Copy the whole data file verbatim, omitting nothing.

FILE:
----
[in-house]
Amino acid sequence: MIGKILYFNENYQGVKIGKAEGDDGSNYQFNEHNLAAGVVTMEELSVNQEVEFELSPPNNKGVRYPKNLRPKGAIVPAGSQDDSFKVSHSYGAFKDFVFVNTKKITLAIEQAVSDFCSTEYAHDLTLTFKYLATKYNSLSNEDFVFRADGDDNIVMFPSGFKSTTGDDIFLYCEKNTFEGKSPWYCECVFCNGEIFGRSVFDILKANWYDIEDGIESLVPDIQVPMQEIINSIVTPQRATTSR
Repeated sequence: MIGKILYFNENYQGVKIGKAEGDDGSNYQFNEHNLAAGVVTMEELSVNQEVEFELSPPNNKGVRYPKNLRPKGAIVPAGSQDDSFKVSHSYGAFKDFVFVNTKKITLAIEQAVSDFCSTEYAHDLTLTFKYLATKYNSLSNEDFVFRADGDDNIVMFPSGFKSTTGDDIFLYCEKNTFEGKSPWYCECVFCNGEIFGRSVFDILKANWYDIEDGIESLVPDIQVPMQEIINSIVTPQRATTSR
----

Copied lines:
[in-house]
Amino acid sequence: MIGKILYFNENYQGVKIGKAEGDDGSNYQFNEHNLAAGVVTMEELSVNQEVEFELSPPNNKGVRYPKNLRPKGAIVPAGSQDDSFKVSHSYGAFKDFVFVNTKKITLAIEQAVSDFCSTEYAHDLTLTFKYLATKYNSLSNEDFVFRADGDDNIVMFPSGFKSTTGDDIFLYCEKNTFEGKSPWYCECVFCNGEIFGRSVFDILKANWYDIEDGIESLVPDIQVPMQEIINSIVTPQRATTSR
Repeated sequence: MIGKILYFNENYQGVKIGKAEGDDGSNYQFNEHNLAAGVVTMEELSVNQEVEFELSPPNNKGVRYPKNLRPKGAIVPAGSQDDSFKVSHSYGAFKDFVFVNTKKITLAIEQAVSDFCSTEYAHDLTLTFKYLATKYNSLSNEDFVFRADGDDNIVMFPSGFKSTTGDDIFLYCEKNTFEGKSPWYCECVFCNGEIFGRSVFDILKANWYDIEDGIESLVPDIQVPMQEIINSIVTPQRATTSR